EFFED UP! Story of a Family
by Russ Woody
NY Creative Publishing

"After all, their problem solving skills aren't that great. And there is always a problem. And, if there isn't, they create one. 'But I guess that's family.'"

Robert Nirth, an actuarial analyst and underwriter, is a hardworking individual who has a penchant for sarcasm. There's not a dysfunctional bone in his body. Unfortunately, the same can't be said for the family he has tried to distance himself from. One phone call changes the direction of Robert's life and impels him to address his familial issues head-on.

Effed Up! is downright hilarious: Woody does an incredible job of building characters and putting them in situations where they must make decisions—and it's usually the wrong one. For instance, in the opening scene, Robert is engrossed in sexual behaviors with a witless woman named Becky, when his father calls to inform him his mother's in the hospital and dying. Robert's multitasking prowess not only turns Becky away in disgust, but also gives readers an idea of where Helen Nirth, Robert's mom, stands on his list of favorite people. While Robert is kind enough to visit his mother in the hospital, his sister Darlene's response to her mother's sickness is to inform her when she's dead. Lenny, Robert's 46-year-old aspiring, flamed-out musician of Pink Lloyd—a tribute band to Pink Floyd—is asleep when Robert awakens him to give him the news. His response is more mindboggling than Darlene's response: "No shit, I'm upset, douchbag," he says. "You fucking woke me up for that?"

Woody's narrative, though only for an adult audience, explores the idea of what a family should and should not be. Though blood related, Robert, Darlene, and Lenny are seemingly intent on avoiding their self-centric and allegedly psychopathic mother. Meanwhile, their own lives aren't going as smoothly either. Robert is recently removed from a tumultuous marriage in which he proclaims the best part was receiving the divorce papers. Darlene, a devout Christian, morphs into an alcohol-abusing woman who has affairs with the pool boy. Lenny takes crazy to another level: his master plan is to take over his mother's home by proving she is crazy—which she very well may be—and send her to a psychiatric facility. Throughout, the only normal individual appears to be the father, Paul Nirth. Nevertheless, how can one be normal when he has spent decades living in what amounts to a circus, with Helen Nirth as the ringleader? Paul Nirth's death is the catalyst that brings this dysfunctional family together again and perhaps gives Robert the opportunity to understand what he really desires in a family.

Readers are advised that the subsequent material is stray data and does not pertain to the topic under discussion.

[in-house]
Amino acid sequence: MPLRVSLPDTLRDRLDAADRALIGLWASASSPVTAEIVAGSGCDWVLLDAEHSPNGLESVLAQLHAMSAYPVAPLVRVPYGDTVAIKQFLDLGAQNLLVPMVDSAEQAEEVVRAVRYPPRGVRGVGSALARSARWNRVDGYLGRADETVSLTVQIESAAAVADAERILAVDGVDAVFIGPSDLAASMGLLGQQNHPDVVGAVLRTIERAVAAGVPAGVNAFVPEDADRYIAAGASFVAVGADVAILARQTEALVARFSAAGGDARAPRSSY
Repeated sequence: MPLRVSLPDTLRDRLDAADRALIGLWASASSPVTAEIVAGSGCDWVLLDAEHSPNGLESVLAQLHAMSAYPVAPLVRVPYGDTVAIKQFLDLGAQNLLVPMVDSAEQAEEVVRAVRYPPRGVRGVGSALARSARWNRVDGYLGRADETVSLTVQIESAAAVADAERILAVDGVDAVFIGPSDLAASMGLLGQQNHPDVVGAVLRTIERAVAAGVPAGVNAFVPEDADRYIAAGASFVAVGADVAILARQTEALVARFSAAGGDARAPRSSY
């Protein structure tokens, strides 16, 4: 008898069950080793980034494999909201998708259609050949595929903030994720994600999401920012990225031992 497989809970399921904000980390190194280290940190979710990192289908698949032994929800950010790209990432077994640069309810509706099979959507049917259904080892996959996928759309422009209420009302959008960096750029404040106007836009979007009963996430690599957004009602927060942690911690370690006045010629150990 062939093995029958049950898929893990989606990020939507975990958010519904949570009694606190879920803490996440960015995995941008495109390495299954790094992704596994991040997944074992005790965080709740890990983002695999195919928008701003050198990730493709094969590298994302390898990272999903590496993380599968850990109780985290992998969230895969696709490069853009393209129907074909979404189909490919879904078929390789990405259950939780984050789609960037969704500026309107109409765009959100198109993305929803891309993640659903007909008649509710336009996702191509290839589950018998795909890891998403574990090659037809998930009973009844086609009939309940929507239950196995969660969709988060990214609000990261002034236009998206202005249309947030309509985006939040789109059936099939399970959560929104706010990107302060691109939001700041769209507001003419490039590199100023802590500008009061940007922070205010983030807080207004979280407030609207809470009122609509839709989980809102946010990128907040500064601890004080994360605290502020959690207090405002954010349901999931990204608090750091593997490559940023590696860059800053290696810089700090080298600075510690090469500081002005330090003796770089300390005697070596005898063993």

Woody dedicates an entire chapter to the secret life of Paul Nirth. In many ways, this chapter symbolizes the American Dream. Paul Nirth installed a safe in his garage so he could hide his personal secrets; however, his secret life was so profound and memorable that he could not possibly fit it in a safe. Although all individuals have the mindset of living the American Dream, they find themselves shackled by the norms of society, and often times, by their own family. Paul Nirth lived his life on his terms, while handling the less endearing aspects of his life—more or less, Helen Nirth—without malice.

From the novel, it becomes apparent that a family should not be a give and take relationship, but rather one based on love. Robert is happy when he is in the company of his neighbor, Carmine, a gay paraplegic who tortures Robert with self-made and poorly-fitting shirts, and Carmine's sister Amy, his girlfriend.

The Original Dysfunctional Family, a text focusing on classical mythology, shows that such dysfunction has and will always be prevalent in humanity, and so, on an analytical level, Effed Up! may not be as farfetched as it seems; there really are families out there who cannot tolerate one another and are in complete disarray. The Helen Nirth's of the world should read Take Back Your Family and the children's book My Mom is Trying to Ruin My Life for tips. Needless to say, the audience will have their "I know a Helen Nirth" moment, as they wade their way through this book. Her character and the myriad scenarios that play out as a result of one domineering and manipulative woman will ultimately mesmerize the audience. Meanwhile, the Robert Nirth's of the world have a choice to be a part of that dysfunction or become a part of a family that is filled with hope and love rather than despair.

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